If your business pays over $200,000 rateable remuneration (which is basically WorkSafe’s term for ‘labour costs’) then the costs paid on your WorkCover claims will be used in calculating your premium. If you have higher claims costs than the average for your industry, you can expect to payer higher than the average rate applied to your sector.

Having worked with hundreds of employers in many different industries I have observed that the system doesn’t treat every business fairly. Generally, small businesses in low risk industries (eg. A local real estate agency) will be well protected from the costs of a claim. For example, if an injured worker received $10,000 in WorkCover payments, the employer’s premium might go up a total of $1000 over the life of the claim.

But medium-to-large employers, especially those in higher risk industries, often experience premium increases that outweigh the actual costs paid on a claim. $10,000 paid to an injured worker could result in $40,000 additional premium over the life of the claim.

It’s difficult for me to explain the nuances of this risk in this relatively brief blog post. In the dairy industry I’ve found the tipping point is that if you pay more than $400,000 labour costs, you face a risk that a single WorkCover claim could lead to significant additional premiums to be paid. And that can decimate your bottom-line profits. You would be well advised to grab a copy of my book and pay close attention to the section on ‘sizing factor’ where I further unpack this topic.

Myth 5: I don’t need WorkCover for contractors

The reality: Some contractors are considered ‘deemed workers’ by WorkSafe. They attract additional premiums for your business, plus they could be eligible to lodge a claim against you

Generally, payments to employees are used to calculate how much WorkCover premium you’ll pay and payments to contractors don’t need to be declared.

While a person might be a genuine contractor for all intents and purposes regarding taxation and benefits, if they earn 80% or more of their income from a single source, they may be considered by WorkSafe to be a deemed worker. And payments to deemed workers are included in rateable remuneration (meaning they count towards your WorkCover premium).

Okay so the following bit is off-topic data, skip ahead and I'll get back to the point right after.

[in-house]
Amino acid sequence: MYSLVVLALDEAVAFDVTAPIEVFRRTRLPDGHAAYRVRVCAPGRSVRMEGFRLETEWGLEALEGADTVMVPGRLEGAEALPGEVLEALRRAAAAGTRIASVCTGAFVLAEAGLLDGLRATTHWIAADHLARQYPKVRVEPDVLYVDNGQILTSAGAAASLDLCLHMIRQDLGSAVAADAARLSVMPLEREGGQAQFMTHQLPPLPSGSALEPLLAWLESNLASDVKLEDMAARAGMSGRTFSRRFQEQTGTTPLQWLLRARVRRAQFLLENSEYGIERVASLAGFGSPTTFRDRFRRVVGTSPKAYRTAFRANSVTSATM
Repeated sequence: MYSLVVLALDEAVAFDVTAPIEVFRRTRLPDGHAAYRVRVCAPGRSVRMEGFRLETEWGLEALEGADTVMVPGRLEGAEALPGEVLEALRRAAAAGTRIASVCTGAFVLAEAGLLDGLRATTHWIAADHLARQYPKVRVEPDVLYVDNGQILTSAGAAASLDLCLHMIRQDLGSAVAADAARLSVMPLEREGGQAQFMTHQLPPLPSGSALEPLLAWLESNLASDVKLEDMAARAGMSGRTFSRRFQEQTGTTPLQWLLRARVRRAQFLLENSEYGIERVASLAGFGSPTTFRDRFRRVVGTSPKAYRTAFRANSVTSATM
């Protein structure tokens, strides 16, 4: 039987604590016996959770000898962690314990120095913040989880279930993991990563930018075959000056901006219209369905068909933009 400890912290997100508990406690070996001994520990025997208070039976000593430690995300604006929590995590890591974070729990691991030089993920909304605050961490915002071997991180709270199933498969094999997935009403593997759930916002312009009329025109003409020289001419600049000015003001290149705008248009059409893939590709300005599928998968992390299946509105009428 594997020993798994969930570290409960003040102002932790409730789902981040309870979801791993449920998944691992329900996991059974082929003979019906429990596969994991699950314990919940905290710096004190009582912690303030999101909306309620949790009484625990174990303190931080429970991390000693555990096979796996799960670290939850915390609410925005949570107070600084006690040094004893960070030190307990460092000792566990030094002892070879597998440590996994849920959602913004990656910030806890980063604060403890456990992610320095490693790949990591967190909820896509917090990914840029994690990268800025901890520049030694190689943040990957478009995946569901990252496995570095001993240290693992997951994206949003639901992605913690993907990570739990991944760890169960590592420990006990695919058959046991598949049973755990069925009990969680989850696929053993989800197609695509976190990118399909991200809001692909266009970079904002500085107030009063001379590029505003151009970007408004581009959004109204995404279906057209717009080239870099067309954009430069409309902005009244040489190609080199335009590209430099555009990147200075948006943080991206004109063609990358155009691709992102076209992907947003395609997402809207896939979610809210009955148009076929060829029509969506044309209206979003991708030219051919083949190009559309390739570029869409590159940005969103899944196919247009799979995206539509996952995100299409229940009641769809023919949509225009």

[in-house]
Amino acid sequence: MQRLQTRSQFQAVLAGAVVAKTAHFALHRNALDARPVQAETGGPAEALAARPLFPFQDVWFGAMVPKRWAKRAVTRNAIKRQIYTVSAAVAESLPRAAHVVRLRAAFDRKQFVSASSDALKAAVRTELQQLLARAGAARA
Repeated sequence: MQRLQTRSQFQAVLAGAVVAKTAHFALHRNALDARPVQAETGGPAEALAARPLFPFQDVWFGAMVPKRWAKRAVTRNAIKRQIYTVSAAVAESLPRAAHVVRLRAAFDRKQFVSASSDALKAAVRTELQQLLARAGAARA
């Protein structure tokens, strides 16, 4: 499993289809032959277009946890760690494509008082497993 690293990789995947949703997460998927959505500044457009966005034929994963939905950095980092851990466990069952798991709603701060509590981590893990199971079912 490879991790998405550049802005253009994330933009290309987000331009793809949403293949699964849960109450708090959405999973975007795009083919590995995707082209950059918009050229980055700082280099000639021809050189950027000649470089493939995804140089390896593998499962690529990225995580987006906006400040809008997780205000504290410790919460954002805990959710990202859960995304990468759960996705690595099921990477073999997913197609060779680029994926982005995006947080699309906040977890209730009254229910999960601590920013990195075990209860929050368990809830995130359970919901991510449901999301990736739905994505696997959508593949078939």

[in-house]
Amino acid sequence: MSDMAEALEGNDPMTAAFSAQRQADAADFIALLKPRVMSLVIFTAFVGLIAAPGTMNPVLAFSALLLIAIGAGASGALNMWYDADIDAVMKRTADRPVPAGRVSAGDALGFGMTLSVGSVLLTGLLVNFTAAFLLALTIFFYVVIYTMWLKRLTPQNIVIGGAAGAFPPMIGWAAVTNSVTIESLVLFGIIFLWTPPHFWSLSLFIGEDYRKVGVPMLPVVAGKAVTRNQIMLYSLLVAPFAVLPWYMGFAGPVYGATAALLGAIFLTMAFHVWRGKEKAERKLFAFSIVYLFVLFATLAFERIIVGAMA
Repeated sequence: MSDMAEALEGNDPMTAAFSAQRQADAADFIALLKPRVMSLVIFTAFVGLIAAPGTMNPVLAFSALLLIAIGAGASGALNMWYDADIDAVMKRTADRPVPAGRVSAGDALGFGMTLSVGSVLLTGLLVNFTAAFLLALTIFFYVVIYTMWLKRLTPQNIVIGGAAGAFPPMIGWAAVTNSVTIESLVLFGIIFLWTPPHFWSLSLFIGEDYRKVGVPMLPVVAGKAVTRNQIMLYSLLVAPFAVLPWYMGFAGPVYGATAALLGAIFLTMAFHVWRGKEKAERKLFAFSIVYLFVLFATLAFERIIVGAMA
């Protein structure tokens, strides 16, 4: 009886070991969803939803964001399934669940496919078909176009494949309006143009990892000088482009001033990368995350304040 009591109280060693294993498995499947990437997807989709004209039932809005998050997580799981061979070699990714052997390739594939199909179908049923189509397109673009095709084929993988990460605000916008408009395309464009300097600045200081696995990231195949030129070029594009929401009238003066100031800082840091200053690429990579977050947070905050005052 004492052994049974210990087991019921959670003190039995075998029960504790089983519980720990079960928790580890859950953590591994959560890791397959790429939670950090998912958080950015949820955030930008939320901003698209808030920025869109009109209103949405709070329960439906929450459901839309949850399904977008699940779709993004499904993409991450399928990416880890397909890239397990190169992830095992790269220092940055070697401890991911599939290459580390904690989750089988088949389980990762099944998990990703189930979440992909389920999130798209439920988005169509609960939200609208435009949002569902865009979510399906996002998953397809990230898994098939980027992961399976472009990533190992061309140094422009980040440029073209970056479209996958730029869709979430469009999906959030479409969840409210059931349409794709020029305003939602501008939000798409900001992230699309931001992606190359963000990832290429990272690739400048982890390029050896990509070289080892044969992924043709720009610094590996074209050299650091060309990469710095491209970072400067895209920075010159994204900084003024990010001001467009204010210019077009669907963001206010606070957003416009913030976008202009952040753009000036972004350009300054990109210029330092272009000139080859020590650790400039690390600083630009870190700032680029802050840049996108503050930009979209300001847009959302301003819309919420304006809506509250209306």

There are many contractors out there who only provide contracting services to just one business. It is likely that the hiring business would be required to declare payments to this contractor as a deemed worker. If you engage contractors, you should brush up on WorkSafe’s guideline around contractors and workers.

Furthermore, WorkSafe has specific guidance around when a sharefarmer would be considered a worker or contractor. I understand this is a common working relationship in the dairy industry and you can read WorkSafe’s position on the topic here.

My advice to you

The dairy industry is an incredibly important part of the Australian economy and it’s my privilege to have been invited to share some helpful advice. Here are my top tips for dairy farmers:

  1. If you’ve made an error on your WorkCover policy – or perhaps you forgot to set one up when you went into business – sort it out sooner rather than later. The longer you leave it the bigger the problem could become. Plus, WorkSafe is generally more lenient when you self-disclose an error as opposed to when they discover it following an audit.
  2. Get to understand your WorkCover risk now and start taking steps to prevent injuries. Often it is cheaper, less time-consuming and more rewarding to proactively invest in injury-prevention strategies now than to deal with the fallout of a single claim.
  3. Don’t be afraid to seek independent advice. Most employers rely solely on their WorkSafe agent regarding claims strategies. But remember, they are an agent of WorkSafe. They must also provide advice to your injured worker and they may be working towards targets that don’t benefit the goals of your business.

About the author

Mark Stipic is #TheWorkCoverGuy and managing director of Mark Stipic Consulting. He is the author of WorkCover that Works, the only book of its kind written specifically to help employers reduce their injuries, claims and WorkCover premiums.

When you’re ready, here are two ways Mark can help you and your business take control of your WorkCover situation:

  1. Get a copy of his book WorkCover that Works. It will show you how to reduce your injuries, claims and WorkCover premiums.
  2. Request a free, no obligation 30-minute strategy call. Mark will help you address your most pressing challenges and connect you with potential solutions if appropriate.